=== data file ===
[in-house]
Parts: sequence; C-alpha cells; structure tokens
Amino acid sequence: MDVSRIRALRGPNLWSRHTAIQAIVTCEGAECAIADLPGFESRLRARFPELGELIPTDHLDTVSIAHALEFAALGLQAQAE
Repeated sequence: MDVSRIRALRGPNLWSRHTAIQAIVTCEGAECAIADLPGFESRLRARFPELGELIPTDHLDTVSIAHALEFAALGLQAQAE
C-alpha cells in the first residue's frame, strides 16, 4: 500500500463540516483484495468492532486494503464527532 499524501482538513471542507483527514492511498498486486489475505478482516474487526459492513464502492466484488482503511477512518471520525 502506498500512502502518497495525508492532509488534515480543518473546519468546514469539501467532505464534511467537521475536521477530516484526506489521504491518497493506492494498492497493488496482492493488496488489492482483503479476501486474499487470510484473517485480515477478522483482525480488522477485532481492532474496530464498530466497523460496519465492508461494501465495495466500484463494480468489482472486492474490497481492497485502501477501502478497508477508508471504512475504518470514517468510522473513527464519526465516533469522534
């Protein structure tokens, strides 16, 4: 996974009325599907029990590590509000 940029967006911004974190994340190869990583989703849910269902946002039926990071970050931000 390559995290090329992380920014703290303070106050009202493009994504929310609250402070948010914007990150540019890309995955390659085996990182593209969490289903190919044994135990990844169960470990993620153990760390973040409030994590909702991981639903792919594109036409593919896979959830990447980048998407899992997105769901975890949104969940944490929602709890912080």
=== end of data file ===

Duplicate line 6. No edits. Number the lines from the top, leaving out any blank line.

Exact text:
């Protein structure tokens, strides 16, 4: 996974009325599907029990590590509000 940029967006911004974190994340190869990583989703849910269902946002039926990071970050931000 390559995290090329992380920014703290303070106050009202493009994504929310609250402070948010914007990150540019890309995955390659085996990182593209969490289903190919044994135990990844169960470990993620153990760390973040409030994590909702991981639903792919594109036409593919896979959830990447980048998407899992997105769901975890949104969940944490929602709890912080």